Building materials dearer on higher freight ratesPrices of construction materials have surged with raw materials becoming dearer due to the introduction of non-tariff barriers and higher freight rates for the transportation of river materials such as sand.
Prices of construction materials have surged with raw materials becoming dearer due to the introduction of non-tariff barriers and higher freight rates for the transportation of river materials such as sand.
OPC cement has become costlier by 9.2 to 10.6 percent while the price of steel bars has jumped 11 percent since the elections of November 26. During the same period, the price of sand per tractor has jumped 60 percent while the freight rate per truck has increased by 30 percent.
Two weeks ago, the price of a 50-kg sack of OPC cement stood at around Rs760 in the vicinity of Bhairahawa. The price has now shot up to Rs830 to Rs840 per sack. Prices of cement in Rupandehi, Kapilvastu and Nawalparasi districts have also gone up to around Rs730 per 50-kg sack from Rs660.
During the same period, prices of steel bars went up to Rs80 per kg from Rs72 and the price of sand increased from Rs2,500 per tractor to around Rs4,000 per tractor. One of the reasons for the hike in prices of construction materials is a jump in transportation costs. Truck syndicates have raised freight rates for the transportation of construction materials to Rs2,600 per truckload from Rs2,000 in the past.
The major materials used in construction are cement, steel bars, bricks, sand and stones. Although supply of most construction materials is normal in the country at the moment, the construction sector may face a shortage of cement in the coming days due to disruptions in the movement of clinker and fly ash.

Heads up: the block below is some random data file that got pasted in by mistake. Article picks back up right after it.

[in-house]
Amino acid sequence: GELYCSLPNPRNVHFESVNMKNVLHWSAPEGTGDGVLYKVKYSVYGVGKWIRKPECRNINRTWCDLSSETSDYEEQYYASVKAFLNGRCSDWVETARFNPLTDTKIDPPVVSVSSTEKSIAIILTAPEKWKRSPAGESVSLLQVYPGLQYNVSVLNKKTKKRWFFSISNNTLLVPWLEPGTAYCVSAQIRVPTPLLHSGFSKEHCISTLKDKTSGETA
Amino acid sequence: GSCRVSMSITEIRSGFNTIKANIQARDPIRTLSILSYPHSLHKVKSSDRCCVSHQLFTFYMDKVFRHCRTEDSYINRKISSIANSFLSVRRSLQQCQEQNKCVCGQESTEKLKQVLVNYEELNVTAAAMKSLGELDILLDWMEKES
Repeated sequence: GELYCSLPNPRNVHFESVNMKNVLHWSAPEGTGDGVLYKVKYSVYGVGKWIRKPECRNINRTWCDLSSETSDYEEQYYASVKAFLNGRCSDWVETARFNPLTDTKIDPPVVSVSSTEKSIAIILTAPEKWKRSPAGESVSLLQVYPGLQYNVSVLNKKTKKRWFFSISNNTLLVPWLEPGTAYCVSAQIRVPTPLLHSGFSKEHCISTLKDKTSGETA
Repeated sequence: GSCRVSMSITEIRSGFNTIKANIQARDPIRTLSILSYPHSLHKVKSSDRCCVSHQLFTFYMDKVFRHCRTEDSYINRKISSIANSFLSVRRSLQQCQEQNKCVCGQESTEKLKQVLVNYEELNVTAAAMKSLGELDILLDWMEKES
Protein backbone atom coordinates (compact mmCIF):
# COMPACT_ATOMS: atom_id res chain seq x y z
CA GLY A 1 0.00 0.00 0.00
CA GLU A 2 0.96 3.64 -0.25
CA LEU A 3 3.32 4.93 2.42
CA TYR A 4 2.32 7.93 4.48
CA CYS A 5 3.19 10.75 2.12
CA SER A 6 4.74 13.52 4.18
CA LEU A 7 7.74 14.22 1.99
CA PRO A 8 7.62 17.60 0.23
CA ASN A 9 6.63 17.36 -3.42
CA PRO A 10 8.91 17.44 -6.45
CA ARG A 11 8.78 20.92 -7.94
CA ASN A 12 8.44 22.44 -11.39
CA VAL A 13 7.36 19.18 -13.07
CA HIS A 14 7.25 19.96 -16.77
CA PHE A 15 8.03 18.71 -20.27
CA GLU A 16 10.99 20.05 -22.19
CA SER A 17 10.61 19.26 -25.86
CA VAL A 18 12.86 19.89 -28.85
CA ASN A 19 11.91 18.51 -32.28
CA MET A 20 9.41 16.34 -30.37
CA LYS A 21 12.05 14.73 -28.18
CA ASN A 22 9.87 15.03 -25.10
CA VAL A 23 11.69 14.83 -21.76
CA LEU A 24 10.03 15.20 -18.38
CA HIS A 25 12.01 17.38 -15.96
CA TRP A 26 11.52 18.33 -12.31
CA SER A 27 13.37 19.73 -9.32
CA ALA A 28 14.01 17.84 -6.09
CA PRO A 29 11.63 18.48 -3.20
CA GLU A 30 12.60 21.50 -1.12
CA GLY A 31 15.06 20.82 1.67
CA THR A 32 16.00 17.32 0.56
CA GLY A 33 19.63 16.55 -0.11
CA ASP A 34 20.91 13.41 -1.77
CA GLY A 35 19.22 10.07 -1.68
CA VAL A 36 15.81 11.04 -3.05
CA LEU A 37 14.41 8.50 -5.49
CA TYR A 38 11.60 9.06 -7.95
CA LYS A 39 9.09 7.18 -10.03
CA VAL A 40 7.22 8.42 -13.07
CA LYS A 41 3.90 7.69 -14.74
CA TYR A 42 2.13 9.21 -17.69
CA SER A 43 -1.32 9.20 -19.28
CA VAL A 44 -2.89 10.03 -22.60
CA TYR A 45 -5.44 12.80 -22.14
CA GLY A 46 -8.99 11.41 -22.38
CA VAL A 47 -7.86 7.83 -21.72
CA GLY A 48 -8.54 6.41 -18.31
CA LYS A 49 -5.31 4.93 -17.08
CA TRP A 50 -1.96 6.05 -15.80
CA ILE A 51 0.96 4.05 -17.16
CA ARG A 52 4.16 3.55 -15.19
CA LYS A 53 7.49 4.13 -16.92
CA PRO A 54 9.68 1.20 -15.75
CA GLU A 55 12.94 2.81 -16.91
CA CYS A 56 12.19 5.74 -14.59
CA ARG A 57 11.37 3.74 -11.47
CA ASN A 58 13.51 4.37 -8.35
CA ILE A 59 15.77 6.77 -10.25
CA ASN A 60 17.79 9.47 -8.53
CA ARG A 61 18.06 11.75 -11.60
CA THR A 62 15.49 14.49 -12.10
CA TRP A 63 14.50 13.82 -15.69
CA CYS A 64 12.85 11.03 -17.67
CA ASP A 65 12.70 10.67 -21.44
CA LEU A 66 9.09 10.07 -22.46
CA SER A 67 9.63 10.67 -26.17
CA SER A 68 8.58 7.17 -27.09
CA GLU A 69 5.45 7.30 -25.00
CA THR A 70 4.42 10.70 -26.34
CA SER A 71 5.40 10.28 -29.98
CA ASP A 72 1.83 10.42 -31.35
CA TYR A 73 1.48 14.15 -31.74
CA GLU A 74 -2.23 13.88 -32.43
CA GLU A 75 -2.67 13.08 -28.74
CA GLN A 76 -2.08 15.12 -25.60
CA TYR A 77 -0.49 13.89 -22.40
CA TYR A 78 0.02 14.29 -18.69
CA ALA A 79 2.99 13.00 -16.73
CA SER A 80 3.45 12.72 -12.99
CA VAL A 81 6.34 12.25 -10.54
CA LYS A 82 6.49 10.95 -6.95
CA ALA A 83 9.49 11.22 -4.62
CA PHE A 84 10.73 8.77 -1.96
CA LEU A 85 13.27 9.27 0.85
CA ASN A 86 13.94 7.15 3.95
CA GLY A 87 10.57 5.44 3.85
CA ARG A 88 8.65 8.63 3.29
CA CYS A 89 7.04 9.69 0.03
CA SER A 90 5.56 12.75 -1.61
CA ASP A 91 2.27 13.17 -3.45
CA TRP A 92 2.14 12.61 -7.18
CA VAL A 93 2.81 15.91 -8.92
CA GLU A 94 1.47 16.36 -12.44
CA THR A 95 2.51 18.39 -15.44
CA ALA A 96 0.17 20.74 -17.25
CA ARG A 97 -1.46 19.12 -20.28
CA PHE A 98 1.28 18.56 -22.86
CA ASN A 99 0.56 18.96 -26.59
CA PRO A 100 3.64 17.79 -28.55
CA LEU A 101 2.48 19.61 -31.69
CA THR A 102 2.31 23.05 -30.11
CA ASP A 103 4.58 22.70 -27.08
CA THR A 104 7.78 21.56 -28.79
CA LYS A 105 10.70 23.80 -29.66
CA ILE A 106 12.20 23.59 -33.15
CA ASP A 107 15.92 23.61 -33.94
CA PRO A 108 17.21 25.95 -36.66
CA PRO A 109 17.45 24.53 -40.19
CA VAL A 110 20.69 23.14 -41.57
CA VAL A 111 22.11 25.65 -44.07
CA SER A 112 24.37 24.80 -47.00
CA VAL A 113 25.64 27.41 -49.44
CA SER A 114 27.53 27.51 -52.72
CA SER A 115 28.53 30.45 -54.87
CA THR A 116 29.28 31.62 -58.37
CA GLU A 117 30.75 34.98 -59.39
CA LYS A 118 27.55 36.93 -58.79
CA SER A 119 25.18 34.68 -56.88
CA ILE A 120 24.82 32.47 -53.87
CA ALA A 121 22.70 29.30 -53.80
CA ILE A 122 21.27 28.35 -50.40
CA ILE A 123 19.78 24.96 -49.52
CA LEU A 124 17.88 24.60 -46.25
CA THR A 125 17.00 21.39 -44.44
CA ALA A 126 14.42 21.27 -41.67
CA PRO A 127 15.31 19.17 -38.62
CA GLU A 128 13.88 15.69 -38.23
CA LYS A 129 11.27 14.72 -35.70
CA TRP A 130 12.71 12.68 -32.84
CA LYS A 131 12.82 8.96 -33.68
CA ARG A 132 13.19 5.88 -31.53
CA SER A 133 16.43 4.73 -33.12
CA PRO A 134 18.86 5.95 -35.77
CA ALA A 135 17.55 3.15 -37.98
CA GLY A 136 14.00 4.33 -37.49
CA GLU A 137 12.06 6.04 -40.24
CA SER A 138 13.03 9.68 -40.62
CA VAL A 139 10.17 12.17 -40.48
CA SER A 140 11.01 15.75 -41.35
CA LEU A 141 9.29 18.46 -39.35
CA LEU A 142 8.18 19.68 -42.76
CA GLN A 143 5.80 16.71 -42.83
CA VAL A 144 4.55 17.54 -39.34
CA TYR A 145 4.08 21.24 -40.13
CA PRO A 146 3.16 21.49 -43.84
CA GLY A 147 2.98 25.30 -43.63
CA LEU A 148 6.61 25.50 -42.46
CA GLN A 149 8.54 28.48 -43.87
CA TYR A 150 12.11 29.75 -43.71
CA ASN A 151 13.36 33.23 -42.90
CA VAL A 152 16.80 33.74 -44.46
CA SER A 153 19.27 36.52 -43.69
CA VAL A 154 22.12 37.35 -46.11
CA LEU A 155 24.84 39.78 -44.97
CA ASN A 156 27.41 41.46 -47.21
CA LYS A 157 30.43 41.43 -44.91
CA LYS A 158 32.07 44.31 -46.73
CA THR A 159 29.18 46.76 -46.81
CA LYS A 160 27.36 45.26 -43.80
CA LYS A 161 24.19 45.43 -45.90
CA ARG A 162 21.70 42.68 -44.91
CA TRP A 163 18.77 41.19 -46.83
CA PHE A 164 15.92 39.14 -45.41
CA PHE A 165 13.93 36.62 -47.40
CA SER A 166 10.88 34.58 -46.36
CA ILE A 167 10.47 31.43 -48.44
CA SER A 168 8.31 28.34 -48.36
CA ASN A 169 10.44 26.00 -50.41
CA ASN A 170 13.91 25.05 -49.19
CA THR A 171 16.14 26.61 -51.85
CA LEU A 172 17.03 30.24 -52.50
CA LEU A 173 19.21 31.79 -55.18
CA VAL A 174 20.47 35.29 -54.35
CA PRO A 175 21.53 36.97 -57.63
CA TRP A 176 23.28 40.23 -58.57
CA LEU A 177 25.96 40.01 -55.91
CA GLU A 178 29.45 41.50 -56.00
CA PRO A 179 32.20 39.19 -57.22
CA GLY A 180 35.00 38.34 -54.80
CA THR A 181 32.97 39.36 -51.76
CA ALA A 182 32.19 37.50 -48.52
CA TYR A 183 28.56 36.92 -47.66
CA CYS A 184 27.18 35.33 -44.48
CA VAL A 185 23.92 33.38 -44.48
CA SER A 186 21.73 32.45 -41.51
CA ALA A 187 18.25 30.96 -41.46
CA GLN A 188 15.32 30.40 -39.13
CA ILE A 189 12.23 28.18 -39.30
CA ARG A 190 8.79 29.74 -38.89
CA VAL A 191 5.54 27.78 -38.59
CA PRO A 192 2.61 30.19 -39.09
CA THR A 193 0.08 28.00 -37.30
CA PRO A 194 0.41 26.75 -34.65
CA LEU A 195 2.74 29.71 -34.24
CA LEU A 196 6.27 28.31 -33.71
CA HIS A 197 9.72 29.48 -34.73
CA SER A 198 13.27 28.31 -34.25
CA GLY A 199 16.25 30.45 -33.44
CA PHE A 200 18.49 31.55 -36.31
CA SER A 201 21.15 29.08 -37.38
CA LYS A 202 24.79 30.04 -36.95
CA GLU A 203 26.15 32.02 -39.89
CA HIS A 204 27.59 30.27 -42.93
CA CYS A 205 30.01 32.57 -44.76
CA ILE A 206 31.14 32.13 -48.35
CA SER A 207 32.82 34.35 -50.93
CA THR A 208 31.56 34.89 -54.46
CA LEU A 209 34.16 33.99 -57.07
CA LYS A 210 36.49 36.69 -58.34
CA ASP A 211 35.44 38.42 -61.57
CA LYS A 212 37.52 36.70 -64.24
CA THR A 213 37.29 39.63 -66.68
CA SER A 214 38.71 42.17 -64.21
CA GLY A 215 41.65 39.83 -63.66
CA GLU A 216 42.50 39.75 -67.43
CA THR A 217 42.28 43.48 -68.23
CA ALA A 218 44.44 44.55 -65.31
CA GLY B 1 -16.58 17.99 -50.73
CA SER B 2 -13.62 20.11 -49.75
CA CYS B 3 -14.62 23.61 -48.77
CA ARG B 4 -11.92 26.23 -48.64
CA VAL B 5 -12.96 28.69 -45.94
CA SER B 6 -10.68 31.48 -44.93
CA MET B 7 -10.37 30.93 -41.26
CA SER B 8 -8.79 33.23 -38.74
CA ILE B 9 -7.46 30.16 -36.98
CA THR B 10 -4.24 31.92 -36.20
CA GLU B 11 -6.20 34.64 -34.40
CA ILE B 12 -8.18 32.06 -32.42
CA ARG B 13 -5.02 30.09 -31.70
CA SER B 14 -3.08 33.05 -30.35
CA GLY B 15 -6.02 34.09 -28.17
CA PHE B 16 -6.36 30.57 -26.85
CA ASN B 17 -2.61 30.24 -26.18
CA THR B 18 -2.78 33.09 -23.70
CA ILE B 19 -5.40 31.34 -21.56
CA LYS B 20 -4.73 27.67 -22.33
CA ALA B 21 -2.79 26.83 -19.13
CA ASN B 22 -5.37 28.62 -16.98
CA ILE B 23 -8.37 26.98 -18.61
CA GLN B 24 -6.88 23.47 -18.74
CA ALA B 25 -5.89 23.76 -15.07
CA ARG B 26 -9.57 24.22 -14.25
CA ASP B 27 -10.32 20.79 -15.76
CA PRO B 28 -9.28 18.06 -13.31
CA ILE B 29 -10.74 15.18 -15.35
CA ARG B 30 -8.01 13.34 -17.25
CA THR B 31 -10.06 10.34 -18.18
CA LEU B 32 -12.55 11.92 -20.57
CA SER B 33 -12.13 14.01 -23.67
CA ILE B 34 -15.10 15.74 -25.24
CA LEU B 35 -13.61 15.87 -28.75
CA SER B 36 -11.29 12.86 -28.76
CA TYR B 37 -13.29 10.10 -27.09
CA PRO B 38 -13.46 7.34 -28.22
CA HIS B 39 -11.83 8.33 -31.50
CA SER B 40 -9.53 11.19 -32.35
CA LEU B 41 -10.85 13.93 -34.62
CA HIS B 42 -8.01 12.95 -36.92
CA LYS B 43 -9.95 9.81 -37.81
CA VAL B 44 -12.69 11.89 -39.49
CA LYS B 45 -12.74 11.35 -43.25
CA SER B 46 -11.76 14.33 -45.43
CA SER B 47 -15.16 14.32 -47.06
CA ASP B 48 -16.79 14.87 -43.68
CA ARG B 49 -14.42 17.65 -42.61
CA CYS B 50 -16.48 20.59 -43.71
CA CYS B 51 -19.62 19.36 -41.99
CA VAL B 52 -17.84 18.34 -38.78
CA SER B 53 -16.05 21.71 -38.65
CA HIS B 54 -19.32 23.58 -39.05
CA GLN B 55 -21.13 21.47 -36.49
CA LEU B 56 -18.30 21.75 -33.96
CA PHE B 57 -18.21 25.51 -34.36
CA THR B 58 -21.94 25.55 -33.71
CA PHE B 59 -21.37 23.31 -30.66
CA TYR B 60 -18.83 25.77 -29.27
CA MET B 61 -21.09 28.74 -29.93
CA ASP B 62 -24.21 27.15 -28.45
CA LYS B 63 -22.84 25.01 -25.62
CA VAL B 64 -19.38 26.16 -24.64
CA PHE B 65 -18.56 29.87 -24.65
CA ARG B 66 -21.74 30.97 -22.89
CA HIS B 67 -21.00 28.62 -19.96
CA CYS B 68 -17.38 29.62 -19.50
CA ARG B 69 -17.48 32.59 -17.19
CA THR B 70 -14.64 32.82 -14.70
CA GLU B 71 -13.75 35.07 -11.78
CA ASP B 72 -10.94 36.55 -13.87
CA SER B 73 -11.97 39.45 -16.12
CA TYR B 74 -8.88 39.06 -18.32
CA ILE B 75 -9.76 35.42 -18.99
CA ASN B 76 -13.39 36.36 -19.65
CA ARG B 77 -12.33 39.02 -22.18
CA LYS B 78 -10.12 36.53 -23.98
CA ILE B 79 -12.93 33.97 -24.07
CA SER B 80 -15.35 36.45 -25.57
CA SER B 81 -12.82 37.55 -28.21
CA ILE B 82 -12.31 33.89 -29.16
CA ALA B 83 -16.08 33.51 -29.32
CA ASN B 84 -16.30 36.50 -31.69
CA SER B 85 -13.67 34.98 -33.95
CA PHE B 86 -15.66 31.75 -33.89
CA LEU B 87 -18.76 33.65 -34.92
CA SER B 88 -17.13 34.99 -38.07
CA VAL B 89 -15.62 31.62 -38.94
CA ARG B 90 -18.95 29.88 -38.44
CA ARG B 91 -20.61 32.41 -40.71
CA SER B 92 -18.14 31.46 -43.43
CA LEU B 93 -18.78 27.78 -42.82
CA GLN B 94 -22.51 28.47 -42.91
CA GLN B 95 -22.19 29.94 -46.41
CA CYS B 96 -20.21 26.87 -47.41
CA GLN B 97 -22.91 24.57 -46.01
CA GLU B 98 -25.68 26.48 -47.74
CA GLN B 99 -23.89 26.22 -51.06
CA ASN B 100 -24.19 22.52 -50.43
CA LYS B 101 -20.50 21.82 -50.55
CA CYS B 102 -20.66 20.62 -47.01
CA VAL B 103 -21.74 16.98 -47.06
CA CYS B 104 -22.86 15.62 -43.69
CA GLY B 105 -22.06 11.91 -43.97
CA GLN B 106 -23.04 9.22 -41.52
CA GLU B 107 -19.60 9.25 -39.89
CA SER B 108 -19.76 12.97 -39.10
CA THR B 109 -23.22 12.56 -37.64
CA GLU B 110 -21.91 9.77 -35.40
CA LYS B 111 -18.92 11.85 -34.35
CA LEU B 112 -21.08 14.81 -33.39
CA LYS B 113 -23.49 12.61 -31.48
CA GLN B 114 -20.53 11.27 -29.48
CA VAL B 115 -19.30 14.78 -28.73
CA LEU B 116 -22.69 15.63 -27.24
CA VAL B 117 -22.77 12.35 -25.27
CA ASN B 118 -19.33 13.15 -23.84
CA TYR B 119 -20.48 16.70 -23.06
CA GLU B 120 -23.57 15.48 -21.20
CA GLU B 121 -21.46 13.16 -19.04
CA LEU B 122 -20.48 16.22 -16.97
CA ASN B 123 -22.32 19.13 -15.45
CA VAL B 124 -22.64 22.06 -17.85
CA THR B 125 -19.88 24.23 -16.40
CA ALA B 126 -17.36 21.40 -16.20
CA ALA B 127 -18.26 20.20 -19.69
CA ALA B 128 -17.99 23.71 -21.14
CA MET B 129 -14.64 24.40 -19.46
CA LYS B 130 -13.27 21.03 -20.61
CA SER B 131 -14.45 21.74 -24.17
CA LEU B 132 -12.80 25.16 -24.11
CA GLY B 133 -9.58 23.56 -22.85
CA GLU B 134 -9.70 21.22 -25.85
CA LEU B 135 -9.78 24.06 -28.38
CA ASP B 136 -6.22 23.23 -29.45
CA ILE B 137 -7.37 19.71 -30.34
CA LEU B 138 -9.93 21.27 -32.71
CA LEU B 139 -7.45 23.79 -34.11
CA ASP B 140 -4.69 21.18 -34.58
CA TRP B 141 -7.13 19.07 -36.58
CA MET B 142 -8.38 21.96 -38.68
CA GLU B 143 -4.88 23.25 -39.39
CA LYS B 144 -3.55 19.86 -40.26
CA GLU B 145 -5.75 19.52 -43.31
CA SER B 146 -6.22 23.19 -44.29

Shipments of clinker and fly ash have been affected since locals of Raxaul in India prevented the transportation of these dusty cargoes through their locality. Residents have resorted to this measure stating that the loading and unloading of clinker and fly ash, two key raw materials used in cement production, was polluting the environment and created health hazards.
Many cement manufacturers are using the disruption in the movement of clinker and fly ash as a pretext to raise cement prices.
Many, however, say that the disruption in the movement of clinker and fly ash through Raxaul should not affect cement prices in Bhairahawa as the raw materials are entering Nepal from other border points.
“Manufacturers have raised prices by creating an artificial scarcity,” said Sunil Marasini, district president of the Siddhartha Construction Entrepreneurs Association.
The price hike cannot be justified because the exchange rate of the dollar vis-a-vis the Nepali rupee has remained stable, prices of clinker have not gone up in India, load-shedding hours have gone down significantly and prices of petroleum products have not risen, according to Marasini.
“We ask the government to take stringent steps to control price hikes,” he said.
Officiating Chief District Officer of Rupandehi Shambhu Prasad Regmi said that the
market was being monitored to address complaints from consumers.